Candy corn sunflower cupcake

Sunflower Power

Total time: 1 hour, 20 minutes | Makes 12

For the cupcakes and frosting: Use 1 batch of Easy Yellow Cupcakes and 1 batch of Easy Cream Cheese Frosting. Make as directed.

To decorate: Frost the cupcakes and top each with 1 round chocolate-covered candy (for the center) and 7 pieces of candy corn (for the petals).

Firecracker cupcake

The Firecracker

Total time: 1 hour, 25 minutes | Makes 12

For the cupcakes and frosting: Use 1 batch of Easy Yellow Cupcakes and 1 batch of Easy Cream Cheese Frosting. Make as directed.

To decorate: Frost the cupcakes and top each with one 1-inch piece red licorice twist (for the firecracker stick), one 1-inch piece black shoelace licorice (for the fuse), and ½ teaspoon Pop Rocks candy (for the sparks).

S'more cupcake
Would You Like S’more?

Total time: 1 hour, 20 minutes | Makes 12

For the cupcakes and frosting: Use 1 batch of Easy Yellow Cupcakes and 1 batch of Easy Cream Cheese Frosting. Make as directed.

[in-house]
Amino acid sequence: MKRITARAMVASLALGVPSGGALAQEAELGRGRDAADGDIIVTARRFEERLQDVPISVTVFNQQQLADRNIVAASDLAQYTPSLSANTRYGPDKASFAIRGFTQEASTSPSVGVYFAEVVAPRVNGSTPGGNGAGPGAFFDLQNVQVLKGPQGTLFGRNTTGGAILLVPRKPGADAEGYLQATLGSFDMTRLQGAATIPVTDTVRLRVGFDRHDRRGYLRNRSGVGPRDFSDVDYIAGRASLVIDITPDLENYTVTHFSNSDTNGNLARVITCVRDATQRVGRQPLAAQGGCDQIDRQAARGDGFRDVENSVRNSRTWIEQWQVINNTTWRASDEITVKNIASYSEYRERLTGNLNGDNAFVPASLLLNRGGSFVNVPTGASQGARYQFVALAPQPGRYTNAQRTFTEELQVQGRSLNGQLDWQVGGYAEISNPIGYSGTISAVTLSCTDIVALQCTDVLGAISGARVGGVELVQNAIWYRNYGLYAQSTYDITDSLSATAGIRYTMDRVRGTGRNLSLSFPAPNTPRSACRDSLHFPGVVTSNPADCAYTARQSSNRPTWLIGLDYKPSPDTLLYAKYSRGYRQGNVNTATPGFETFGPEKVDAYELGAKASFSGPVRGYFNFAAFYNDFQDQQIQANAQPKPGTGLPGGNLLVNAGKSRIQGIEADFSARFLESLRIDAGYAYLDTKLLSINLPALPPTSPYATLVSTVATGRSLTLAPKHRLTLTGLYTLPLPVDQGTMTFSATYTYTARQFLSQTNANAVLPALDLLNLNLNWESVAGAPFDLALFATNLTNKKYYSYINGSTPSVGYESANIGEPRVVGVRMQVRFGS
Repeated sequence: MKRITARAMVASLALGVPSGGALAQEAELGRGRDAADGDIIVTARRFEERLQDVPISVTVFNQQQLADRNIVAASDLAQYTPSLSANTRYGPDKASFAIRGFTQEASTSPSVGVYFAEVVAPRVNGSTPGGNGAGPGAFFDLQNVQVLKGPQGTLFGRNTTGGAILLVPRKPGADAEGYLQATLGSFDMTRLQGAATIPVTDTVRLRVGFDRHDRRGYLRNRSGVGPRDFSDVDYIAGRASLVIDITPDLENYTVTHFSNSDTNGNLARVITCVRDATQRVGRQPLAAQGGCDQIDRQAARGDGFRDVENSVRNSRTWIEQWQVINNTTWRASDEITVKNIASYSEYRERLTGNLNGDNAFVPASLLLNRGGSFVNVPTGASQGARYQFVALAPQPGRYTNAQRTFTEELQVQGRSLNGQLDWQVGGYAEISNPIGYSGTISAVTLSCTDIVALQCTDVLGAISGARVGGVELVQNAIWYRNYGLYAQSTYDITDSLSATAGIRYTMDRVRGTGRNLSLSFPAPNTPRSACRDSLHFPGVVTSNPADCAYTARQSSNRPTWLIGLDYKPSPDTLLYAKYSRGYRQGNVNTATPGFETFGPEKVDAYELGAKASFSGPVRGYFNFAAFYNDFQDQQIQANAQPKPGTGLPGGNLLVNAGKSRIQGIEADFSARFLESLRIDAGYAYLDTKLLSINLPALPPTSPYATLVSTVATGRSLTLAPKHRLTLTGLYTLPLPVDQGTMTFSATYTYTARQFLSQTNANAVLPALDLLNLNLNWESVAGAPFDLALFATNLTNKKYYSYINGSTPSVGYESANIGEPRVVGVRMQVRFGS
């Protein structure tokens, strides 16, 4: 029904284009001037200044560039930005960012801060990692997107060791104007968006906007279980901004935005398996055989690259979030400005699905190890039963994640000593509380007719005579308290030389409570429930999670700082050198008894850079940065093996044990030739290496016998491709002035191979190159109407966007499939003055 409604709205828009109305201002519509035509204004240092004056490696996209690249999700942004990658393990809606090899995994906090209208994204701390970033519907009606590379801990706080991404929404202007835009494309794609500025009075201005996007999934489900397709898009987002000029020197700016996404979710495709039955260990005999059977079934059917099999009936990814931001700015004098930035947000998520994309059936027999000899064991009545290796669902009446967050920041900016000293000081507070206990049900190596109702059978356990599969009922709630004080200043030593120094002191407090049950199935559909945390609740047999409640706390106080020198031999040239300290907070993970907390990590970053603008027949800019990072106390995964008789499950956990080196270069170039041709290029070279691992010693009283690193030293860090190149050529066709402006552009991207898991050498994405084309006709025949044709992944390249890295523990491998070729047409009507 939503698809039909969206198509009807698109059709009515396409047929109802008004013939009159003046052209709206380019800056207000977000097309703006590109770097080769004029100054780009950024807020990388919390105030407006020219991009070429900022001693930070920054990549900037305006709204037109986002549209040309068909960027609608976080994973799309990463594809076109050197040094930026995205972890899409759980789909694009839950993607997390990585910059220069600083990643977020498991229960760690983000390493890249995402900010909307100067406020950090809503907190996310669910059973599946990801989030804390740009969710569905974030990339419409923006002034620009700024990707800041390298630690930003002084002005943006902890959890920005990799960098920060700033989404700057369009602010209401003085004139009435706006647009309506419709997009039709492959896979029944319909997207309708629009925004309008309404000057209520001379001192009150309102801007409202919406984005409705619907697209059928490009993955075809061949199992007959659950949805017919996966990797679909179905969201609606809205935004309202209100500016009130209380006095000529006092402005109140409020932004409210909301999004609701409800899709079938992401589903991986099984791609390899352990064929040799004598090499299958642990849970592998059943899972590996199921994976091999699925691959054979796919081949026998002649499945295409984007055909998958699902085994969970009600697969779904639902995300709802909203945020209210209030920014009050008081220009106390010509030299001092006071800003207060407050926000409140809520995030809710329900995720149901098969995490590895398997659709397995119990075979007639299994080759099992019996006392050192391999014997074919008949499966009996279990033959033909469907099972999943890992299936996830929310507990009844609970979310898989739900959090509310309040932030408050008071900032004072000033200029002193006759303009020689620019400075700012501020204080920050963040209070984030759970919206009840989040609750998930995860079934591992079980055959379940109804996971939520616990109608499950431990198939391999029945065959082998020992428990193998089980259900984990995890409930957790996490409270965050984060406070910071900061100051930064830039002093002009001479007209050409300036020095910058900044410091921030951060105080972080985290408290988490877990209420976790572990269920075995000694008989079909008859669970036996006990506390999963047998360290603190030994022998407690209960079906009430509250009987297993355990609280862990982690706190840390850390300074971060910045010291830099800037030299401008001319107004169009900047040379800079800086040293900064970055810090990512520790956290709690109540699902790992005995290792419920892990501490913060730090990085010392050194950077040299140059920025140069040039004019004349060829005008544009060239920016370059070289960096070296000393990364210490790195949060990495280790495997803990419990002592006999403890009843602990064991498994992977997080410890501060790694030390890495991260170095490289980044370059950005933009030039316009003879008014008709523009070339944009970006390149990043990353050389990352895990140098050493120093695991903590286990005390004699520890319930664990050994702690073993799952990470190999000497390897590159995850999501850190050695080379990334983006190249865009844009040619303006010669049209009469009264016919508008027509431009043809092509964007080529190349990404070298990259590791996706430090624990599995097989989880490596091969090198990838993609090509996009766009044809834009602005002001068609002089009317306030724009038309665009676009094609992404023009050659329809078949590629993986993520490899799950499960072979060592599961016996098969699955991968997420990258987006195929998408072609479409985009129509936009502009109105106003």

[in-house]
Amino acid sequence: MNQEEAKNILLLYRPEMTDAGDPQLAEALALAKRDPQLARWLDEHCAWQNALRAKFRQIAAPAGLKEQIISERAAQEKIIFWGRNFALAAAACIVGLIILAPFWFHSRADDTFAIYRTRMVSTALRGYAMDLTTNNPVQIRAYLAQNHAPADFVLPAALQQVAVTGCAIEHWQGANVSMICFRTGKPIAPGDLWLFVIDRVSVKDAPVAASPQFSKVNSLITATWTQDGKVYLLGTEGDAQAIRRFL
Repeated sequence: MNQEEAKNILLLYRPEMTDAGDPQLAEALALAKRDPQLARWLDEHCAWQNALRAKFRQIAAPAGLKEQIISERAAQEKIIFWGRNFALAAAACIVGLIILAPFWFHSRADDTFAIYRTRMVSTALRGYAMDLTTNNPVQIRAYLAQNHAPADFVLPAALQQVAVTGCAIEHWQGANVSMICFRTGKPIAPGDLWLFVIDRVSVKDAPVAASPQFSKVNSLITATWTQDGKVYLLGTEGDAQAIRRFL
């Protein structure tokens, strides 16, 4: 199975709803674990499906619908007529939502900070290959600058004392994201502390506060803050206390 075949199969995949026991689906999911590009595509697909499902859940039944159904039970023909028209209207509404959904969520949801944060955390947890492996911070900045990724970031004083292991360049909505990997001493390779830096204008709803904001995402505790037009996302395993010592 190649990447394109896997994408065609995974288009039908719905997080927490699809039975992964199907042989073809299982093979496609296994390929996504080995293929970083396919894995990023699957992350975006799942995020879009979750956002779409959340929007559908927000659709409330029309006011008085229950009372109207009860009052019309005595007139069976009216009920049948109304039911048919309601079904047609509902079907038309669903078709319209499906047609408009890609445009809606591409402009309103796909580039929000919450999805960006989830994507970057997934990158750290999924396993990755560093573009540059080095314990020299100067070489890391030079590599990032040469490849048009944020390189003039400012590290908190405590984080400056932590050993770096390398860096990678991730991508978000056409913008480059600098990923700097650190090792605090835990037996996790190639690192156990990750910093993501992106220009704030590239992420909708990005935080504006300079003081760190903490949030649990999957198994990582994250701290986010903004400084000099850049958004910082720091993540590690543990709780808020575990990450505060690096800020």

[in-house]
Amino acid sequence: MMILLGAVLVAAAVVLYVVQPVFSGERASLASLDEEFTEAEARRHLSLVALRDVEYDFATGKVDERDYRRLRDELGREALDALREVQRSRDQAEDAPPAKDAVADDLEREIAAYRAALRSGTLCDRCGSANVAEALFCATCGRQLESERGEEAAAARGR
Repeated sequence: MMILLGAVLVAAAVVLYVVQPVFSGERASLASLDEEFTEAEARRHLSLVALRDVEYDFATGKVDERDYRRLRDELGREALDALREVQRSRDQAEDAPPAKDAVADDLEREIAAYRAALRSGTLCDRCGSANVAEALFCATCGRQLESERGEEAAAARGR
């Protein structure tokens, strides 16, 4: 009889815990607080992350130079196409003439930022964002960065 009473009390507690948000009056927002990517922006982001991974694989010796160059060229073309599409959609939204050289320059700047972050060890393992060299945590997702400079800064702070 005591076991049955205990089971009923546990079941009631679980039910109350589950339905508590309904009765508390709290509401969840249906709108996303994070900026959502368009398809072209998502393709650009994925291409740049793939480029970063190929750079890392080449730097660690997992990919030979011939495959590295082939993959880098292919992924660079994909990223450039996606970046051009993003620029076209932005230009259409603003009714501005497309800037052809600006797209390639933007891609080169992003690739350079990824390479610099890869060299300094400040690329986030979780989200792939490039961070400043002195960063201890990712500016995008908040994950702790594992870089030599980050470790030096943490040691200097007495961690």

To decorate: Frost the cupcakes and, dividing evenly, sprinkle with 2 crumbled graham crackers, ¾ cup miniature marshmallows, and ¼ cup miniature chocolate chips.

Mouse cupcake

All (Mouse) Ears

Total time: 1 hour, 20 minutes | Makes 12

For the cupcakes and frosting: Use 1 batch of Easy Yellow Cupcakes and 1 batch of Easy Cream Cheese Frosting. Make as directed.

To decorate: Frost the cupcakes. Top each with 1 halved marshmallow (cut-side up) sprinkled with pink decorating sugar (for the ears), 2 miniature chocolate chips (for the eyes), 1 peanut butter chip (for the nose), and 6 chocolate sprinkles (for the whiskers).